Oregon’s top 1 percent has seen their share of total state income more than double over recent decades, increasing by 119 percent from 1980 to 2016.

The bottom 80 percent of Oregonians saw declines in their share of total income over that same time.[8] The further down the income ladder, the more severe the decline in income share.

In addition to the top 1 percent, the next 19 percent was the only other group to see an increase in its share of Oregon income, a 5 percent increase from 1980 to 2016.[9]

Conclusion

The highest earning 1-in-1,000 Oregonians are hauling in record amounts of income, at a time when the income of the typical Oregonian has stagnated — and when many struggle to afford housing, child care, and other essentials. As the latest data underscores, income inequality remains “the defining challenge of our time.”


[1] This fact sheet uses the terms “Oregonians” and “taxpayers” interchangeably. Unless otherwise noted, these refer to all Oregon income tax filers. In some instances, Oregon Department of Revenue data is only available for full-year resident income tax filers. In those instances, we note that the data is for full-year filers in the chart’s footer with an endnote.

[2] Berg, Andrew G. and Jonathan D. Ostry, “Equality and Efficiency,” Finance & Development, Vol. 48, No. 3, September 2011; Ostry, Jonathan D., Andrew Berg and Charalambos G. Tsangarides, Redistribution, Inequality, and Growth, International Monetary Fund, February 2014; Boushey, Heather and Carter C. Price, How Are Economic Inequality and Growth Connected? A Review of Recent Research, Washington Center for Equitable Growth, October 2014; Ryder, Guy, Urgent Action Needed to Break Out of Slow Growth Trap, International Monetary and Financial Committee, International Monetary Fund, Thirty-Third Meeting, April 16, 2016; Dabla-Norris, Era, Kalpana Kochhar, Nujin Suphaphiphat, Frantisek Ricka, Evridiki Tsount, Causes and Consequences of Income Inequality: A Global Perspective, June 2015; “Trends in Income Inequality and its Impacts on Economic Growth,” OECD Social, Employment and Migration Working Papers, No. 163, OECD Publishing, 2014; Orrson, James, Income Inequality in America: A Call for Action and Effective Policy, White Paper, May 2015.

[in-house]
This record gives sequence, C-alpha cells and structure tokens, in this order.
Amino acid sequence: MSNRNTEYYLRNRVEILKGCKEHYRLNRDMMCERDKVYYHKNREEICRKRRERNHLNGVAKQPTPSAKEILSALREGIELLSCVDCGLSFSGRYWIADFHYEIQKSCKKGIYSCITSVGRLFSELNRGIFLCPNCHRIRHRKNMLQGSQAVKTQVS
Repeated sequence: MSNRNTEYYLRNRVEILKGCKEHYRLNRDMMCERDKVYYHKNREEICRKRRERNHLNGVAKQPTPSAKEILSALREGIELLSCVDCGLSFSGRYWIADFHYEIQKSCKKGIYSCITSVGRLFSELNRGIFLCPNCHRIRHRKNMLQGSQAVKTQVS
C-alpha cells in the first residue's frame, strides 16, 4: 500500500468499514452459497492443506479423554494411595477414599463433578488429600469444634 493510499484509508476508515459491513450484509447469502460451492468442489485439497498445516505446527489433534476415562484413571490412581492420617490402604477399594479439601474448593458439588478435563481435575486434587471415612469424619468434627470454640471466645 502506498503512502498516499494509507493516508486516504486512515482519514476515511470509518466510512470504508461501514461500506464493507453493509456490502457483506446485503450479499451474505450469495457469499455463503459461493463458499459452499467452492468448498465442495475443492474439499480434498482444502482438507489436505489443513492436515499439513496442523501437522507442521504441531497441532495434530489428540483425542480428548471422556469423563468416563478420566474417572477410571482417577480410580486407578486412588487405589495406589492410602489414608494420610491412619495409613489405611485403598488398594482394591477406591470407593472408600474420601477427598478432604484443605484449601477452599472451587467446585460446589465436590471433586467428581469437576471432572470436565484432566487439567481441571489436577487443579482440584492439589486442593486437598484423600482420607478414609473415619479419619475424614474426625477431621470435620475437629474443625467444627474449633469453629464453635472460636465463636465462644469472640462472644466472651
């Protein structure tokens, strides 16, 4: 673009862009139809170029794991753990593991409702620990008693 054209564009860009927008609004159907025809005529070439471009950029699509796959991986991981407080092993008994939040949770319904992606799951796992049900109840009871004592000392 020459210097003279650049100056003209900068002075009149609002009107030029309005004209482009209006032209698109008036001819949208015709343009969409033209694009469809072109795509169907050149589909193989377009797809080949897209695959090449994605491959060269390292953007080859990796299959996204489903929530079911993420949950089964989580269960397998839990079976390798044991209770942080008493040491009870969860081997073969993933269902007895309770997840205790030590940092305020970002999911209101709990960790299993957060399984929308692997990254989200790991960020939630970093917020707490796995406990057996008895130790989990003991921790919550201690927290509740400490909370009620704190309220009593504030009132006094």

[3] Calculations for top one-tenth of 1 percent and the rest of the top 1 percent are based on total income for full-year returns because of limitations in data availability of other types of returns.

[4] The inflation-adjusted average income of the rest of the top 1 percent was $288,300 in 1980 and $674,098 in 2016.

[5] Data in this section includes only full-year returns because of limitations in data availability.

[6] This is similar to the more common comparison of worker to CEO pay, as in how many employees does it take to equal the pay of the CEO. See Mishel, Lawrence and Schieder, Jessica, Pay Remains High Relative to the Pay of Typical Workers and High-Wage Earners, Economic Policy Institute, July 2017

[7] Data in this section includes only full-year returns because of limitations in data availability.

[8] Tax returns with negative adjusted gross income have been excluded.

[9] President Barack Obama, “Remarks by the President on Economic Mobility,” December 4, 2013.